simply rejected out of hand, as if its disorder is too obvious to need detailed
discussion. What will undoubtedly be emphasized in the public media will be the
issues of divorce, remarriage, and common-law marriages. I may be wrong, but I
do not think this document will need the usual “explanations” of what the Pope “really”
meant by this or that comment. These more controversial issues are not broached
until late in the letter after all the central issues of good marriages have
been treated. The Pope takes care to insist that his concern for the people in
what used to be called “bad” marriages does not obviate the importance of the
way marriages ought to be. This same concern holds also for discussions about
issues contained in Humanae Vitae.
The point was not to find a way around them but to teach and know ways to
practice them that make sense. John Paul II, more than anyone, had shown how
this can be done.
The burden of the Pope’s final discussion on marital
problemssuch as divorce, living together, and unfaithfulnessis to picture the
Church, not as a judge or bureaucratic organization, but as a compassionate
mother willing to listen and to stay with someone through his trials. It would
be difficult to know what else to call this section but an exercise in
sophisticated casuistry. Every effort is made to excuse or understand how one
who is in such a situation is not really responsible for it. There was
ignorance, or passion, or confusion. We are admonished not to judge anyone. And
we are to welcome anyone and make every effort to make him feel at home in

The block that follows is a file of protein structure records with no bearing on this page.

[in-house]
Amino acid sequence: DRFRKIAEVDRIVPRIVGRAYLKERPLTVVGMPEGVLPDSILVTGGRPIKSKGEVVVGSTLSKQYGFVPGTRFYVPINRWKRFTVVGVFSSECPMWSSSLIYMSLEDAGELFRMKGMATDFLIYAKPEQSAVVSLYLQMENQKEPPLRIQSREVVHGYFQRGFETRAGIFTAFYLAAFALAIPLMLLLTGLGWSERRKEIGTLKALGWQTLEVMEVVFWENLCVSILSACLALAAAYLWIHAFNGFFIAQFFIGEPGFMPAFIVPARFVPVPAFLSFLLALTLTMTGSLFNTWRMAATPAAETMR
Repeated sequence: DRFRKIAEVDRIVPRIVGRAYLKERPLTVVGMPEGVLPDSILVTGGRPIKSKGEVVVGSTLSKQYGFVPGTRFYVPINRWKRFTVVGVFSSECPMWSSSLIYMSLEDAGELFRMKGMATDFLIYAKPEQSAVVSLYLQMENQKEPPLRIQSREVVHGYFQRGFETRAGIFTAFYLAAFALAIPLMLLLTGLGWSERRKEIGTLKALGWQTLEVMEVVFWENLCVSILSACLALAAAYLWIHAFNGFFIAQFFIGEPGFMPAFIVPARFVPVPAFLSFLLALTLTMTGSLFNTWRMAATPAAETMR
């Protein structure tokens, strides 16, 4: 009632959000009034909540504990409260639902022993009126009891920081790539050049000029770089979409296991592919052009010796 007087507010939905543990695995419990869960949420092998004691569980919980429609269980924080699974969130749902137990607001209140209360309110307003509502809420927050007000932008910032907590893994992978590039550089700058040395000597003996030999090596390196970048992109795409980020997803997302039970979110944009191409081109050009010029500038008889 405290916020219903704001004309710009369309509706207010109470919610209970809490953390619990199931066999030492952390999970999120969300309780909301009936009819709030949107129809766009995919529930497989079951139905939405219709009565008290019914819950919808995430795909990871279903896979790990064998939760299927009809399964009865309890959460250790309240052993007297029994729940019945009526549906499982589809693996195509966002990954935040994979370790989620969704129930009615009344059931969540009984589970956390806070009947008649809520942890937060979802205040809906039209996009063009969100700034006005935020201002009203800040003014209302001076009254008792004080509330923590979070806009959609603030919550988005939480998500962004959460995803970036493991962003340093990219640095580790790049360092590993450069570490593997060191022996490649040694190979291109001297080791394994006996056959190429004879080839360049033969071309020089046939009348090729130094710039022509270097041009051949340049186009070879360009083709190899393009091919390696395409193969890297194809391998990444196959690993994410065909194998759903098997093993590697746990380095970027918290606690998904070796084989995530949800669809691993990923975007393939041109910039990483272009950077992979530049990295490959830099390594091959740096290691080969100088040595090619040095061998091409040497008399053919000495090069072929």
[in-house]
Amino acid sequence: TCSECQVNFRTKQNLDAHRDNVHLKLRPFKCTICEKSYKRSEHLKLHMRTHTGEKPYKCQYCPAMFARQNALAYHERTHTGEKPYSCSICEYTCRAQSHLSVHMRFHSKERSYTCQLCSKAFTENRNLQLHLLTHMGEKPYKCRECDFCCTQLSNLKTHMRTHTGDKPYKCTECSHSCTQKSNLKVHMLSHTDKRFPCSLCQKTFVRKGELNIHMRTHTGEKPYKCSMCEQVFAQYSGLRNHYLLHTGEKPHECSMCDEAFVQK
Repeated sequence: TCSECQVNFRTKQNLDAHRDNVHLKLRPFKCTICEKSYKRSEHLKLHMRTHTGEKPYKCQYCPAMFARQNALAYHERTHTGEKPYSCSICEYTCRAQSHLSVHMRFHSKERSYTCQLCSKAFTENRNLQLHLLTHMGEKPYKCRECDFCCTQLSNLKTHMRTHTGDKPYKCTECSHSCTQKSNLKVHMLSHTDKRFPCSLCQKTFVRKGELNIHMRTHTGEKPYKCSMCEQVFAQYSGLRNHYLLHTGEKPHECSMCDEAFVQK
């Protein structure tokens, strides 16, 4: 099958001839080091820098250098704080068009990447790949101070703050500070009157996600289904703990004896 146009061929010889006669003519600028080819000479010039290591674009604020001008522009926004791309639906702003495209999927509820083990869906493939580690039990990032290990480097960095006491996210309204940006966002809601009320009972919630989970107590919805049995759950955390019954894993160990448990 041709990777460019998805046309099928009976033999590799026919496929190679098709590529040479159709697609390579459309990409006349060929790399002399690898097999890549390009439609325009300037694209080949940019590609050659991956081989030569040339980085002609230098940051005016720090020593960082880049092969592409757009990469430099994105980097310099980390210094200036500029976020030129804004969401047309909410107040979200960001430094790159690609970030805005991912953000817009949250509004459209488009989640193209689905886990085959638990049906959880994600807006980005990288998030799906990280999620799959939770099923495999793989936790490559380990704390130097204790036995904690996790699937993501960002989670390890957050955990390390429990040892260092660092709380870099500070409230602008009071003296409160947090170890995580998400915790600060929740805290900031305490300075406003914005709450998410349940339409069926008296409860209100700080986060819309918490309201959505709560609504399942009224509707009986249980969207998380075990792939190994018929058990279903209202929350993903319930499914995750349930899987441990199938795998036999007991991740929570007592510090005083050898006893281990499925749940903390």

Church and as a neighbor. Attention is paid to victims of divorce who are
treated unfairly, and especially children. But the prime interest is in mercy
and compassion. God already forgives everything and so should we. The
intellectual precision that the Holy Father uses to excuse or lessen guilt is
cause for some reflection. The law cannot change but the “gradual” leading up
to understanding this failure to observe the law takes time and patience.
But when we add it all up, it often seems that the effect
of this approach is to lead us to conclude that no “sin” has ever occurred. Everything
has an excusing cause. If this conclusion is correct, we really have no need
for mercy, which has no meaning apart from actual sin and its free recognition.
One goes away from this approach not being sorry for his sins but relieved in
realizing that he has never really sinned at all. Therefore, there is no
pressing need to concern oneself too much with these situations.
One wonders sometimes, in reflecting on this innovative
approach, whether Christ himself or Paul really meant anything by their often
blunt judgments and admonitions on our deeds. If love and mercy are so
understood as to make us see that nothing really wrong occurred, how are we to
read a passage like the following: “God did not send his son into the world to
condemn the world, but that the world might be saved through him. Whoever believes
in him avoids condemnation, but whoever does not believe is already condemned for
not believing in the name of God’s only son” (John 3:17-18). We can find many
such frank passages in the Scripture.
1 Thessalonians, we read: “We beg you, brothers, to respect those whose task it
is to exercise authority in the Lord and admonish you…” (5:12). The principal
question that one is left with in reading this wide-ranging document is: who is
admonishing whom and for what?
Further reading - Amoris Laetitia: A CWR Symposium